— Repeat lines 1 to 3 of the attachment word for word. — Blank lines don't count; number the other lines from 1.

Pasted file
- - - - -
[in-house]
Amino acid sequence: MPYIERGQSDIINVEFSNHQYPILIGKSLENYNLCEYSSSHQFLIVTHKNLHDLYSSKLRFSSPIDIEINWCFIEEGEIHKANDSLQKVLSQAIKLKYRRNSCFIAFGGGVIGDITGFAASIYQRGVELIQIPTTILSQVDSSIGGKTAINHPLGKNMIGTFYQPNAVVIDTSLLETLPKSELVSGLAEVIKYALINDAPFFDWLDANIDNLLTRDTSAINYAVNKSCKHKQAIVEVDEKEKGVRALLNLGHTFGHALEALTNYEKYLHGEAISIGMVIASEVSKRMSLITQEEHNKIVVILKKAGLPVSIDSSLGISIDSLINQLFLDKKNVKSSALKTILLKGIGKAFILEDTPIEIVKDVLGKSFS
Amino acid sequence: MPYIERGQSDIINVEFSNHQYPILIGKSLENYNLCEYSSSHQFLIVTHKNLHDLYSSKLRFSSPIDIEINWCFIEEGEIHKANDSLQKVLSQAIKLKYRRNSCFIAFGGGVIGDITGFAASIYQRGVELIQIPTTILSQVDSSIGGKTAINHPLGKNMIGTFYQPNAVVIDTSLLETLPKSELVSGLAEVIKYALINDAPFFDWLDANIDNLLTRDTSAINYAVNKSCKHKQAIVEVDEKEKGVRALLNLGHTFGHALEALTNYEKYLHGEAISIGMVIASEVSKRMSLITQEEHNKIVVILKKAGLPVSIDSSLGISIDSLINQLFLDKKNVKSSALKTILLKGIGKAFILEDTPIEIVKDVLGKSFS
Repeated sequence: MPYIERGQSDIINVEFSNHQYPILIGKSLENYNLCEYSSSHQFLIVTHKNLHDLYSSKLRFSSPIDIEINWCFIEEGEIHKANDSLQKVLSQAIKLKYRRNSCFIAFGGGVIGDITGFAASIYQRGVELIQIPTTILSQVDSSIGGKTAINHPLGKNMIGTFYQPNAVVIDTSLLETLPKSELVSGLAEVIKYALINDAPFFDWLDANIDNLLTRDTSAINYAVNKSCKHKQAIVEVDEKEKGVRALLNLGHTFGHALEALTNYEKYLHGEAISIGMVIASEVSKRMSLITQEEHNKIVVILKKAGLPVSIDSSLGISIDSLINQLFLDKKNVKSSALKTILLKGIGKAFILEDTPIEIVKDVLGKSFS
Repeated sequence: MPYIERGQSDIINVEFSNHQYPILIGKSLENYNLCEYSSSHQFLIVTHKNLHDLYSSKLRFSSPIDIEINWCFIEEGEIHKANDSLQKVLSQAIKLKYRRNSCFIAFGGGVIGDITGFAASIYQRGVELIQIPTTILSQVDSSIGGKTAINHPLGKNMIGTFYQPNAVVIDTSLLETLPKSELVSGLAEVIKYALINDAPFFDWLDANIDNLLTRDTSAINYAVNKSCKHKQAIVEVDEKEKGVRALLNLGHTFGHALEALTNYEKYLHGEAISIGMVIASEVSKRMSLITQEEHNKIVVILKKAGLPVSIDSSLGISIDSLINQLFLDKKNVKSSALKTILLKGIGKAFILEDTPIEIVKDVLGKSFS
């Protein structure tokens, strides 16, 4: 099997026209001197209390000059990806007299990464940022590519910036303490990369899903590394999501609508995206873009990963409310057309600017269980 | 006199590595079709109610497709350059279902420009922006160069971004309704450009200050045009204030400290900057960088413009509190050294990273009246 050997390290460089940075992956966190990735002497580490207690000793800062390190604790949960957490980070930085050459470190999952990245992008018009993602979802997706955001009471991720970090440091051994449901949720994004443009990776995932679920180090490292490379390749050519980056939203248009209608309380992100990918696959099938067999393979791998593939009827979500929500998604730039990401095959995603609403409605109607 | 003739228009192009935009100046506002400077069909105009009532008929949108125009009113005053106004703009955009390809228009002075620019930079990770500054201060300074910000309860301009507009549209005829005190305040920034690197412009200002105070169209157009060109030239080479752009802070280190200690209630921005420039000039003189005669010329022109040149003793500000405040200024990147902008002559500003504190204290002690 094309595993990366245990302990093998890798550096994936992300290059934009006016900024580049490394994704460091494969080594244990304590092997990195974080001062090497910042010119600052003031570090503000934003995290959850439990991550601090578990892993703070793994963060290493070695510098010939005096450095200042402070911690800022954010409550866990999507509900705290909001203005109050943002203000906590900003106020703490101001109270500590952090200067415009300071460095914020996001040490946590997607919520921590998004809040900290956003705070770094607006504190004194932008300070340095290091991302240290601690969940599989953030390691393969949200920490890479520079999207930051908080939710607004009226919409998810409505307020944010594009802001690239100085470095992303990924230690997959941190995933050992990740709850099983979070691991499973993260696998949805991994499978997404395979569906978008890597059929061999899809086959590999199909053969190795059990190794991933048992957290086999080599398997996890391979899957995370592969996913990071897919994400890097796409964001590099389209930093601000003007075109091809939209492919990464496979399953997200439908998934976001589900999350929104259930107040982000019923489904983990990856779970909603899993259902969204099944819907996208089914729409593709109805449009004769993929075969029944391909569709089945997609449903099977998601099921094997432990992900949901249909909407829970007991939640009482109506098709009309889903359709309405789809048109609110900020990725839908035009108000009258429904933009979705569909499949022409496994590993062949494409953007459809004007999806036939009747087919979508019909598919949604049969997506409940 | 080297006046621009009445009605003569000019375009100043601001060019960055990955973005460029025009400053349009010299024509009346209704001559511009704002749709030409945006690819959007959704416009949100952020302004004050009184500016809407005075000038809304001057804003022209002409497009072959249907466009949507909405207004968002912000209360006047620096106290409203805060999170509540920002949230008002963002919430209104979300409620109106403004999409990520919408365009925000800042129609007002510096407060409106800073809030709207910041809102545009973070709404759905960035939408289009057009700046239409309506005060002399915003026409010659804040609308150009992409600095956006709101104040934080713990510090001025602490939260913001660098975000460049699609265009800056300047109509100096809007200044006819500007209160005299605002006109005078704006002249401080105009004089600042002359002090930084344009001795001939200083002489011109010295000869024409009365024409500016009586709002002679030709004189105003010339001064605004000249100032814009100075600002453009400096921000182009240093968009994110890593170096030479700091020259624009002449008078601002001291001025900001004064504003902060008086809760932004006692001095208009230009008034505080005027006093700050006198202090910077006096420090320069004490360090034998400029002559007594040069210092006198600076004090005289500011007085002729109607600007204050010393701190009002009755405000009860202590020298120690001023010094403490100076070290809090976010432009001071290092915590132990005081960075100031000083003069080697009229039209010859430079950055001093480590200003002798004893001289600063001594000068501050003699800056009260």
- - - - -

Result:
[in-house]
Amino acid sequence: MPYIERGQSDIINVEFSNHQYPILIGKSLENYNLCEYSSSHQFLIVTHKNLHDLYSSKLRFSSPIDIEINWCFIEEGEIHKANDSLQKVLSQAIKLKYRRNSCFIAFGGGVIGDITGFAASIYQRGVELIQIPTTILSQVDSSIGGKTAINHPLGKNMIGTFYQPNAVVIDTSLLETLPKSELVSGLAEVIKYALINDAPFFDWLDANIDNLLTRDTSAINYAVNKSCKHKQAIVEVDEKEKGVRALLNLGHTFGHALEALTNYEKYLHGEAISIGMVIASEVSKRMSLITQEEHNKIVVILKKAGLPVSIDSSLGISIDSLINQLFLDKKNVKSSALKTILLKGIGKAFILEDTPIEIVKDVLGKSFS
Amino acid sequence: MPYIERGQSDIINVEFSNHQYPILIGKSLENYNLCEYSSSHQFLIVTHKNLHDLYSSKLRFSSPIDIEINWCFIEEGEIHKANDSLQKVLSQAIKLKYRRNSCFIAFGGGVIGDITGFAASIYQRGVELIQIPTTILSQVDSSIGGKTAINHPLGKNMIGTFYQPNAVVIDTSLLETLPKSELVSGLAEVIKYALINDAPFFDWLDANIDNLLTRDTSAINYAVNKSCKHKQAIVEVDEKEKGVRALLNLGHTFGHALEALTNYEKYLHGEAISIGMVIASEVSKRMSLITQEEHNKIVVILKKAGLPVSIDSSLGISIDSLINQLFLDKKNVKSSALKTILLKGIGKAFILEDTPIEIVKDVLGKSFS